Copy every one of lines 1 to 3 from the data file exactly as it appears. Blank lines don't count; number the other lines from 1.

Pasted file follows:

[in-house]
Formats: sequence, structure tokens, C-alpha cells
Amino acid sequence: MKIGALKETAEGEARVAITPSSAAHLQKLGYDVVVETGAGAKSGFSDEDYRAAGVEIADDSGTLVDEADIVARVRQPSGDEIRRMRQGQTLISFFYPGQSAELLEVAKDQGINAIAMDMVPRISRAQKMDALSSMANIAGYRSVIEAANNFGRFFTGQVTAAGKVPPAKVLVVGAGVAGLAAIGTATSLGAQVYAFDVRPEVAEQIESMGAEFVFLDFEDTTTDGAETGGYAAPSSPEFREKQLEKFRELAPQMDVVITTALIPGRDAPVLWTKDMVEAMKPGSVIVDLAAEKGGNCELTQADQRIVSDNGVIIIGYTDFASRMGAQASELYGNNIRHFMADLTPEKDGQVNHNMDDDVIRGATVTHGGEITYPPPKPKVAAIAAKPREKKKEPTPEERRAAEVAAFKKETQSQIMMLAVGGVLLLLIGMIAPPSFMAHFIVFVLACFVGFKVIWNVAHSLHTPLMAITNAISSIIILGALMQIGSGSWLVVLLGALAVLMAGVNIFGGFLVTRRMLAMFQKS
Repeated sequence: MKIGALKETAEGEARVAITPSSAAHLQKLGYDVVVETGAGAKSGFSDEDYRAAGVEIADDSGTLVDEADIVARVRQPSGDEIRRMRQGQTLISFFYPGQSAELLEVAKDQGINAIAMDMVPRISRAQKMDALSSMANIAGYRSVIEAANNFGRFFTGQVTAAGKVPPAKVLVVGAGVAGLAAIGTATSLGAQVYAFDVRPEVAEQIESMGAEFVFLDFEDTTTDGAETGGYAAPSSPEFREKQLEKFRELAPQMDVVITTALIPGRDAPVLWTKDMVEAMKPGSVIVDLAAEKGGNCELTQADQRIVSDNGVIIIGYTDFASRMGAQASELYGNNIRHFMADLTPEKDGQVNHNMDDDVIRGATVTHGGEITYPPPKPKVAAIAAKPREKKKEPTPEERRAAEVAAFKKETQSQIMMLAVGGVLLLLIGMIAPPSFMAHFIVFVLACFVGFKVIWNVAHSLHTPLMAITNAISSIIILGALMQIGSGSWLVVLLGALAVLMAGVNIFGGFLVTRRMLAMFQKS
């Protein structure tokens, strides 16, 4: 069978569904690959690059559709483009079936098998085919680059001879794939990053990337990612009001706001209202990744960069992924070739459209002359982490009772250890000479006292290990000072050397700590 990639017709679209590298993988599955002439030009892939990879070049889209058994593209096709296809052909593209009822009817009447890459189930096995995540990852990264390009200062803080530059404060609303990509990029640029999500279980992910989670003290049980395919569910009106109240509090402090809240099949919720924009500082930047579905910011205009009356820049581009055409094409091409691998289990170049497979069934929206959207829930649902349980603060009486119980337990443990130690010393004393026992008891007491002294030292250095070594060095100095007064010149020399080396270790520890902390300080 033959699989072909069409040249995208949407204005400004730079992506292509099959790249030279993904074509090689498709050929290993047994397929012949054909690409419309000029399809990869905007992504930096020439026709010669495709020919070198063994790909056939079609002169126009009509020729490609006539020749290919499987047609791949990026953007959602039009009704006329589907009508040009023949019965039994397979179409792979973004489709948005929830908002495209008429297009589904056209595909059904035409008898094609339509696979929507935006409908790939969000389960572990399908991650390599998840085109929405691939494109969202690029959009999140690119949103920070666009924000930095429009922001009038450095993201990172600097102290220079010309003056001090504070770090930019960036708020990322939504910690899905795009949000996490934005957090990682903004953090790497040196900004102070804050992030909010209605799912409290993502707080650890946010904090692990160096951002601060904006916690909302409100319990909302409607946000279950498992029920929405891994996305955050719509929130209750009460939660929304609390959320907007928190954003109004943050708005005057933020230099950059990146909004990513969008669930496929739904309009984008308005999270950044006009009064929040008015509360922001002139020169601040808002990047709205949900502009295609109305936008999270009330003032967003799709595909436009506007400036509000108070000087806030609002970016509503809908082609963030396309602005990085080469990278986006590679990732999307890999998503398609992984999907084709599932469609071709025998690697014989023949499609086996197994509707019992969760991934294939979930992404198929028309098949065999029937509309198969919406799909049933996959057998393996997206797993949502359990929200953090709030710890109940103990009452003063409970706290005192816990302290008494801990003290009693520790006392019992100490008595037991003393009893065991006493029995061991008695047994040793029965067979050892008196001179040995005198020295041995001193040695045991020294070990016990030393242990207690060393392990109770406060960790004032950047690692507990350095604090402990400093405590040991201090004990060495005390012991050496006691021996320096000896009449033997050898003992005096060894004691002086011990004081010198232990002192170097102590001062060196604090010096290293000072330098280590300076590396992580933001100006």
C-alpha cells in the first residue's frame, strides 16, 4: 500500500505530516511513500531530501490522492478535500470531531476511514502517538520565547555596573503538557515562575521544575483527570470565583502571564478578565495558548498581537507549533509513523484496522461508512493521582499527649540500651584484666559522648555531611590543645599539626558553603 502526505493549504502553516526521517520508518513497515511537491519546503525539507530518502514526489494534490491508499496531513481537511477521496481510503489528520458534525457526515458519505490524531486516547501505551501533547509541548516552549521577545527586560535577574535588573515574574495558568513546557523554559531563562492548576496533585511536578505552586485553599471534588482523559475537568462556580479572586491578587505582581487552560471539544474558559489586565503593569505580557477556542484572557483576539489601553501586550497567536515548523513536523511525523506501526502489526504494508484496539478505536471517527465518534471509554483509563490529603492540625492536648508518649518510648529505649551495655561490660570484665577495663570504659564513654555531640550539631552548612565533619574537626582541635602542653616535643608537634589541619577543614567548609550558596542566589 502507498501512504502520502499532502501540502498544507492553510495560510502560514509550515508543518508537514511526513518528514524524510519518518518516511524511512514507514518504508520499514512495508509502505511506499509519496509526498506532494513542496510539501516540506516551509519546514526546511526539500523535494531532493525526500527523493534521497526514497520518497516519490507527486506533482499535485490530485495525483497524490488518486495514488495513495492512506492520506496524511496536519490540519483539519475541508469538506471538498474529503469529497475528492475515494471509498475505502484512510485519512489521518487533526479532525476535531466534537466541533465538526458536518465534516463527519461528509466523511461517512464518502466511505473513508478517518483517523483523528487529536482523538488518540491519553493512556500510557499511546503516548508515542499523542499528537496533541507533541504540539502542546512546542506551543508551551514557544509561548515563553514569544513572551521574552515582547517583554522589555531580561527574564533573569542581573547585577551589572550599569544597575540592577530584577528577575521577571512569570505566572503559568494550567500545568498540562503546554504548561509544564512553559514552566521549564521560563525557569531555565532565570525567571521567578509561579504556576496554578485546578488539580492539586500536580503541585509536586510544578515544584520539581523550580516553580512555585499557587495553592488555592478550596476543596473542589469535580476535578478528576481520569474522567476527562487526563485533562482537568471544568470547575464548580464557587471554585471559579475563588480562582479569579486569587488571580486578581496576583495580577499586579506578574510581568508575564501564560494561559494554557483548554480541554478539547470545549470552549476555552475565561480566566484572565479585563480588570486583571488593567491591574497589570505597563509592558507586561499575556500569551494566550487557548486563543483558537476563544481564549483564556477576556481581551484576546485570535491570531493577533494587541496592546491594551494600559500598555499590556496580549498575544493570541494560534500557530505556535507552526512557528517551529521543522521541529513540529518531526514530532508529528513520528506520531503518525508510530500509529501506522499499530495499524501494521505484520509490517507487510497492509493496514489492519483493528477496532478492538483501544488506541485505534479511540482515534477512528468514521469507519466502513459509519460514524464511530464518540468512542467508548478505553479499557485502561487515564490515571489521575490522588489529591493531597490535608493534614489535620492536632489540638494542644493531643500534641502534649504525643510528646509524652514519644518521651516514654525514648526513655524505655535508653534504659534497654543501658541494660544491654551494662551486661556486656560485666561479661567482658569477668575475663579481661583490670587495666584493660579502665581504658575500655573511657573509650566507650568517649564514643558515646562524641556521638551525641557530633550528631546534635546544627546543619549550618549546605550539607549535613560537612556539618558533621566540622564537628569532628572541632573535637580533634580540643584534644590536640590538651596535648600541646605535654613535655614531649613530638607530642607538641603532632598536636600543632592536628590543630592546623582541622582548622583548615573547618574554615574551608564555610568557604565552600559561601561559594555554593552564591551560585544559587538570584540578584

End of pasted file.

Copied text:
[in-house]
Formats: sequence, structure tokens, C-alpha cells
Amino acid sequence: MKIGALKETAEGEARVAITPSSAAHLQKLGYDVVVETGAGAKSGFSDEDYRAAGVEIADDSGTLVDEADIVARVRQPSGDEIRRMRQGQTLISFFYPGQSAELLEVAKDQGINAIAMDMVPRISRAQKMDALSSMANIAGYRSVIEAANNFGRFFTGQVTAAGKVPPAKVLVVGAGVAGLAAIGTATSLGAQVYAFDVRPEVAEQIESMGAEFVFLDFEDTTTDGAETGGYAAPSSPEFREKQLEKFRELAPQMDVVITTALIPGRDAPVLWTKDMVEAMKPGSVIVDLAAEKGGNCELTQADQRIVSDNGVIIIGYTDFASRMGAQASELYGNNIRHFMADLTPEKDGQVNHNMDDDVIRGATVTHGGEITYPPPKPKVAAIAAKPREKKKEPTPEERRAAEVAAFKKETQSQIMMLAVGGVLLLLIGMIAPPSFMAHFIVFVLACFVGFKVIWNVAHSLHTPLMAITNAISSIIILGALMQIGSGSWLVVLLGALAVLMAGVNIFGGFLVTRRMLAMFQKS